Shane Alexis hits the road
ANNOTTO BAY, St Mary:
Shane Alexis, the medical doctor who the People's National Party (PNP) is expecting to challenge pharmacist Dr Norman Dunn of the Jamaica Labour Party for the South East St Mary constituency, on Tuesday night made it clear that though new to representational politics, he would be no pushover.
The announcement by the PNP that the former president of the Medical Association of Jamaica would become its standard-bearer in the pending by-election caught most of Jamaica by surprise.
Since then, some have questioned his ability to cope with the rough and tumble of representative politics, but at a PNP rally in Annotto Bay, St Mary, on Tuesday, Alexis served notice that he was ready and raring to go.
"When I talk, I don't like to talk about myself, but it look like the next party want to draw mi out, so mi a go talk," declared Alexis.
"I don't have to pretend that I am young. I am 38 years old. You can look it up anywhere. Mi nuh dye mi hair and mi nuh wear tight clothes fi fun. Me a di real deal. Mi study a Cuba and mi come back a Jamaica in 2004. Yuh know when mi start serve the country? Two thousand and seven."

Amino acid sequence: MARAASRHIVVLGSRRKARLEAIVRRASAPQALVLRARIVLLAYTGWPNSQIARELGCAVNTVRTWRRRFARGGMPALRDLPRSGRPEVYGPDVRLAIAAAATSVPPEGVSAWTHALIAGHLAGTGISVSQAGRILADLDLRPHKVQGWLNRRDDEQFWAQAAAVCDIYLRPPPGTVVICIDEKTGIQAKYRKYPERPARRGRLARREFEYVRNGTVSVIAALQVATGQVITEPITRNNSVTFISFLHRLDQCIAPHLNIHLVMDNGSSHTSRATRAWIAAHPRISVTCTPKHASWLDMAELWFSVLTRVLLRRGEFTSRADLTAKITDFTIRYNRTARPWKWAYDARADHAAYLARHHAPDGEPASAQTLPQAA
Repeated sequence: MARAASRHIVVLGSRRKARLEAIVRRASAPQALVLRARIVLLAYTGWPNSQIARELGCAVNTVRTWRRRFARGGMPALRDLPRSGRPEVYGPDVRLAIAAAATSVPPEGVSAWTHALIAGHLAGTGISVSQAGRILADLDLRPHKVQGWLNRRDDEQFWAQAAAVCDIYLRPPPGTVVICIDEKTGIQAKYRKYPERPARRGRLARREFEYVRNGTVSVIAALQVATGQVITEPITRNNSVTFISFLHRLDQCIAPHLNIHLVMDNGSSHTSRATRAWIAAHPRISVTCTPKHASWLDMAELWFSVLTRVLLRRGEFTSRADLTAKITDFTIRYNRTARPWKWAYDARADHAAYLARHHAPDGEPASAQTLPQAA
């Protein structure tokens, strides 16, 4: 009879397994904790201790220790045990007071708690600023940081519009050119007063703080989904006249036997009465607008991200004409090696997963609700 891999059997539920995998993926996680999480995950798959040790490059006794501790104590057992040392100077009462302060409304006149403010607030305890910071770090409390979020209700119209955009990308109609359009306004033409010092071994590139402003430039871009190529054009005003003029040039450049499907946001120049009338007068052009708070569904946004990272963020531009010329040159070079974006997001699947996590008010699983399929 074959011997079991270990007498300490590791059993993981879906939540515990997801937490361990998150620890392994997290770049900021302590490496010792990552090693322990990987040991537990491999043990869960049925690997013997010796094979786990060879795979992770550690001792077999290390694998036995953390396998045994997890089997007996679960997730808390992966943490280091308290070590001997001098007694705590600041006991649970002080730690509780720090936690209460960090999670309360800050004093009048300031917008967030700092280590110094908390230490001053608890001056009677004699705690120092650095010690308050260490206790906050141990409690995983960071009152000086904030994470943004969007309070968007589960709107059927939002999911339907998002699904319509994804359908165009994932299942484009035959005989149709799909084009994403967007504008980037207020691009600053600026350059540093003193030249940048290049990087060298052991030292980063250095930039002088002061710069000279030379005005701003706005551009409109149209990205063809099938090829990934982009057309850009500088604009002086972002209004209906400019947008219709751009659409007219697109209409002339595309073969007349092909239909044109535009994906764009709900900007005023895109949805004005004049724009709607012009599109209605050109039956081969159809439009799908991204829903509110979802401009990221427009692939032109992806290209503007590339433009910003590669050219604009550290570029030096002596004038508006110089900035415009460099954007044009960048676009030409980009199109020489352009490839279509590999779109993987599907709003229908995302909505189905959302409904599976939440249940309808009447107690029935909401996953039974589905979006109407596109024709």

A career of service
He continued, "My career has been about service. When some man a mek money and deh a dem yaad Christmas Day and hurricane a blow, mi deh inna hospital a deliver baby and save people life."
Alexis went further: "And yuh see when dem call mi to serve the trade union - which was a founding principle of this party, that we must protect the rights of workers, all 14 parishes and led them into negotiations to have a better standard of living for themselves and their families - I did that. When hurricane mash up Haiti, on the second day, I was in Haiti working with the people there. I don't talk about what I am going to do, I can tell you what I have done. We don't need people to talk."
Having regaled the crowd with his accomplishments, Alexis then reminded his audience, in the battleground seat that for this mission, he needed people power, specifically their support, to cross the line.